W5392 TO [REV.] CALVIN MCQUESTEN from his mother, Mary Baker McQuesten
Aug 29 1905
To: Calvin McQuesten Staney Brae, Muskoka
From: 'Whitehern' NHamilton, Ontario
My dearest Calvin,
Since I wrote you last I have been leading a even more strenuous life than usual. I think I wrote you Wednesday, having been to Toronto day before. Payson Sawyer brought his daughters Anna and Jennie and Mrs. Sam the young widow on Wednesday afternoon to see us. We were pleased to see them, but I do not know anything more exhausting than having to make conversation for a whole afternoon. Mrs. Sam is a very sweet pretty refined little lady, and we were much taken with her, in manner she resembled May Stevens. Then on Thursday morning I was feeling particularly good for nothing, but felt I must go up to the Manse to see if the furniture had come as Mr. K. said, when I found him in the Vestry quite ill; he had made 25 visits on Tuesday took a chill that night and had no one to look after him as where he was lodging there was no one in the house but an old man. He had been too ill to anything or sleep, and totally unfit to prepare for Sabbath (communion Sabbath too). So I just told him he would not preach at all, give the whole thing up and go away for a few days home, as the wedding was to be Wednesday. So I went off to Mr. Wardrope, we telephoned Dr. F. and he said he would relieve him so I went back and forth with lime-water and hot milk, until after four o'clock he agreed to have Dr. Arnott see him. Fortunately the Dr. came up almost immediately. When he said that Mr. K. had every symptom of typhoid fever, but he would not say so finally for a day or two. So the doctor drove him up at once to his bed and I followed up and got a nice kind woman next door to see to him. Robert Buchan volunteered to stay all night with him. Next day tried to find a nurse but could not but Tommy Cook and Bob Smith said they would stay all night. On Saturday morning Tom C. drove down in a cab to say the Doctor had pronounced it typhoid and he was going to take him up to St. Joseph's Hospital. Miss McMahon and her father had arrived the night before, she was to spend the day with him and then go home to postpone the wedding. Now wasn't that terribly disappointing? Everybody was so distressed. On Friday Mr. Graham had driven Hattie Hope, Tom Cook and myself to the Minden Works (they make solid silver now) to select the silver for a cabinet for the wedding present and here everything was knocked in the head. However Mr. K. is doing remarkably well, and the Doctor hopes it will not be a long case. Hilda has just come in and tells us, she met the Hill's and they are on their way here. I am simply tired to death of transients. The Nosse's1 have not arrived yet.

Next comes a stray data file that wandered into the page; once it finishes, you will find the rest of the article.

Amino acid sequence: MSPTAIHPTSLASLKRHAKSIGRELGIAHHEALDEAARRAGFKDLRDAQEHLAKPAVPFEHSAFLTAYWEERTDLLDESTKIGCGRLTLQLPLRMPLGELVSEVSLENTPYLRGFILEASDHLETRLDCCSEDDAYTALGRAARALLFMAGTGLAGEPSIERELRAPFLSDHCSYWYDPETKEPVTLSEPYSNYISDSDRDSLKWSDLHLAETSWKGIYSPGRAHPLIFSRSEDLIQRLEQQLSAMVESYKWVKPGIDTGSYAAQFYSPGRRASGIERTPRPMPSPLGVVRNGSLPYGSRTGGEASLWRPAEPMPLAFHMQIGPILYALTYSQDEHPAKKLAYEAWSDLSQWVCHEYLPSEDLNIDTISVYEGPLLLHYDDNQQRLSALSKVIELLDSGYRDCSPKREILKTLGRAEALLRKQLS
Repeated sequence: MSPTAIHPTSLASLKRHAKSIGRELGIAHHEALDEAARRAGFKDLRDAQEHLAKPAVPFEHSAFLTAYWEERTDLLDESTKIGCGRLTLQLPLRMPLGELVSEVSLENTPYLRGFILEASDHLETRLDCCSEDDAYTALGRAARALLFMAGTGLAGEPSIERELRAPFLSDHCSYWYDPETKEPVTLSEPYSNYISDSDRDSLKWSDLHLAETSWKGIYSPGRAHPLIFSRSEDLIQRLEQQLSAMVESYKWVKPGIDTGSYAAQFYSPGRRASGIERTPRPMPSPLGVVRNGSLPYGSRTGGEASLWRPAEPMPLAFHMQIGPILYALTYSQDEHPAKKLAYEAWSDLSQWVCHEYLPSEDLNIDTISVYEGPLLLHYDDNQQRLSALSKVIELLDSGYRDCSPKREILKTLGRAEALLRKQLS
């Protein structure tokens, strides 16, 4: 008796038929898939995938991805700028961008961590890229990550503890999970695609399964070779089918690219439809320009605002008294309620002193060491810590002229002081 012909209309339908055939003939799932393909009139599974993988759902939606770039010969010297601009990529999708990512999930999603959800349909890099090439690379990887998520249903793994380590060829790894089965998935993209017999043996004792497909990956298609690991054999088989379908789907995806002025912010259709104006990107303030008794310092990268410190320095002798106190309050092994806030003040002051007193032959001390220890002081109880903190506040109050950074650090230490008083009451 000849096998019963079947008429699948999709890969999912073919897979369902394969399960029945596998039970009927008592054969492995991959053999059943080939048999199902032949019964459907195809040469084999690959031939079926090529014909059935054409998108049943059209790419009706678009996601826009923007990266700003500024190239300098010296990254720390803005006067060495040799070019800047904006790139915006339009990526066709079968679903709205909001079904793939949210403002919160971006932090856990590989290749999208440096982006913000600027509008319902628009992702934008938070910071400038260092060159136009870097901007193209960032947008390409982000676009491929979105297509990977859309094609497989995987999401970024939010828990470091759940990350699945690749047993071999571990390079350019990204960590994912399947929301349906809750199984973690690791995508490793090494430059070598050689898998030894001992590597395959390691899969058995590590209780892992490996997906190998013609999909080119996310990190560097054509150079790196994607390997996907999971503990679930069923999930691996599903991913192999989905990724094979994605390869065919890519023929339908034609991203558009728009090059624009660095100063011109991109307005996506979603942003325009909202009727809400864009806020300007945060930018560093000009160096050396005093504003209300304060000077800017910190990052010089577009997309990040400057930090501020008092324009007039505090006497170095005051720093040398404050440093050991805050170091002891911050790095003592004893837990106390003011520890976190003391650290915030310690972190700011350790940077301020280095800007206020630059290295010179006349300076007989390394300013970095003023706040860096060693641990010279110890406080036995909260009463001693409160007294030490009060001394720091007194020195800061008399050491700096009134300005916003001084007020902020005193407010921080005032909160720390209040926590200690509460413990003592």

When I was looking for a nurse, came across old Mrs. Turnbull who told me her son was in Muskoka and spoke of hearing "a very fine sermon from Mr. McQuesten" so you see how your fame is spreading around. H.& R. are planning to go to Toronto to Exhibition to see the Jack Lars, stay over night and spend a day with Mary Trigge and the Lockes. I told you they have all moved to Toronto. Tom came home on Saturday as usual, but he has a terrible cold, with a fearful cough. I think he has had bronchitis. Young Loudon had taken him to his house and tried to nurse him up very kindly and he declared he was much better, but I do not like coughs; he hopes to get away this Saturday for his holiday. Do you stay all September in Muskoka? Well, I must close, with much love from all.
Your loving mother
1 The Nosse's were Ruby's Japanese friends from Ottawa. See W5367, W5388, W5398, W5406, W5898, Box 12-240, W-MCP3-5.035, W-MCP2-4.080, and photo at IMG156.